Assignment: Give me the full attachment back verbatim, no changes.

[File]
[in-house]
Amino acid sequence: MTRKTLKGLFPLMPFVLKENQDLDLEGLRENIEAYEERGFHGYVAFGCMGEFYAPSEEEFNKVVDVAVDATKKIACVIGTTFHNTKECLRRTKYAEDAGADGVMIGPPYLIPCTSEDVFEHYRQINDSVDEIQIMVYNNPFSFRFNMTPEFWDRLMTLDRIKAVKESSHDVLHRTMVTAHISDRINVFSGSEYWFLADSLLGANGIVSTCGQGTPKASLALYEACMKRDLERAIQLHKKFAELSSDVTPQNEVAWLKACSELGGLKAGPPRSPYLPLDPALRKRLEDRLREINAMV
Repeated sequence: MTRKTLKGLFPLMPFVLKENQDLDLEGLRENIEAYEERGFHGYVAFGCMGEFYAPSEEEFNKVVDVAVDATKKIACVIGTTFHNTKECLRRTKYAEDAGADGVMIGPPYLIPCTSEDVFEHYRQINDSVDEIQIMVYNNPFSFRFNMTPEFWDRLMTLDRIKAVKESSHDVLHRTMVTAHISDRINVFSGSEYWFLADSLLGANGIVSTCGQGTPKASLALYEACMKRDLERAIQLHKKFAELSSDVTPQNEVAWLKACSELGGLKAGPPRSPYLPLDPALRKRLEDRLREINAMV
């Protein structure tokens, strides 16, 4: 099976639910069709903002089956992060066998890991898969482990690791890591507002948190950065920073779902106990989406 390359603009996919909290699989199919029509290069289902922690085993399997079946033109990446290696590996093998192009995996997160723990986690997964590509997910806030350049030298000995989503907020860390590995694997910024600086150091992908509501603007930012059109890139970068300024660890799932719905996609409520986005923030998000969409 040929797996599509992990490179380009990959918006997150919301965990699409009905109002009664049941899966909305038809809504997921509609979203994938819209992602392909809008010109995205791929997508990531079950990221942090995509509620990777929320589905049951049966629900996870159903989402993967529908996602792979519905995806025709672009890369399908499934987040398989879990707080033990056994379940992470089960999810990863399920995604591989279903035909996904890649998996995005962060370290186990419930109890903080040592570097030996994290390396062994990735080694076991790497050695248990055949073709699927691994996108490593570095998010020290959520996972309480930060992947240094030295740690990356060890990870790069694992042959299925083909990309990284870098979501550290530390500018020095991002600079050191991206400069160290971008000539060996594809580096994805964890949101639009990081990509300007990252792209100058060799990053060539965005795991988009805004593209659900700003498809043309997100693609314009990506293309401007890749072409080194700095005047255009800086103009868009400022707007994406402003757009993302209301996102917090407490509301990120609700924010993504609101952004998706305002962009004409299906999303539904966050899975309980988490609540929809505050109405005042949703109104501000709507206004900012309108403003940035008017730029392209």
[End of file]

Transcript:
[in-house]
Amino acid sequence: MTRKTLKGLFPLMPFVLKENQDLDLEGLRENIEAYEERGFHGYVAFGCMGEFYAPSEEEFNKVVDVAVDATKKIACVIGTTFHNTKECLRRTKYAEDAGADGVMIGPPYLIPCTSEDVFEHYRQINDSVDEIQIMVYNNPFSFRFNMTPEFWDRLMTLDRIKAVKESSHDVLHRTMVTAHISDRINVFSGSEYWFLADSLLGANGIVSTCGQGTPKASLALYEACMKRDLERAIQLHKKFAELSSDVTPQNEVAWLKACSELGGLKAGPPRSPYLPLDPALRKRLEDRLREINAMV
Repeated sequence: MTRKTLKGLFPLMPFVLKENQDLDLEGLRENIEAYEERGFHGYVAFGCMGEFYAPSEEEFNKVVDVAVDATKKIACVIGTTFHNTKECLRRTKYAEDAGADGVMIGPPYLIPCTSEDVFEHYRQINDSVDEIQIMVYNNPFSFRFNMTPEFWDRLMTLDRIKAVKESSHDVLHRTMVTAHISDRINVFSGSEYWFLADSLLGANGIVSTCGQGTPKASLALYEACMKRDLERAIQLHKKFAELSSDVTPQNEVAWLKACSELGGLKAGPPRSPYLPLDPALRKRLEDRLREINAMV
């Protein structure tokens, strides 16, 4: 099976639910069709903002089956992060066998890991898969482990690791890591507002948190950065920073779902106990989406 390359603009996919909290699989199919029509290069289902922690085993399997079946033109990446290696590996093998192009995996997160723990986690997964590509997910806030350049030298000995989503907020860390590995694997910024600086150091992908509501603007930012059109890139970068300024660890799932719905996609409520986005923030998000969409 040929797996599509992990490179380009990959918006997150919301965990699409009905109002009664049941899966909305038809809504997921509609979203994938819209992602392909809008010109995205791929997508990531079950990221942090995509509620990777929320589905049951049966629900996870159903989402993967529908996602792979519905995806025709672009890369399908499934987040398989879990707080033990056994379940992470089960999810990863399920995604591989279903035909996904890649998996995005962060370290186990419930109890903080040592570097030996994290390396062994990735080694076991790497050695248990055949073709699927691994996108490593570095998010020290959520996972309480930060992947240094030295740690990356060890990870790069694992042959299925083909990309990284870098979501550290530390500018020095991002600079050191991206400069160290971008000539060996594809580096994805964890949101639009990081990509300007990252792209100058060799990053060539965005795991988009805004593209659900700003498809043309997100693609314009990506293309401007890749072409080194700095005047255009800086103009868009400022707007994406402003757009993302209301996102917090407490509301990120609700924010993504609101952004998706305002962009004409299906999303539904966050899975309980988490609540929809505050109405005042949703109104501000709507206004900012309108403003940035008017730029392209």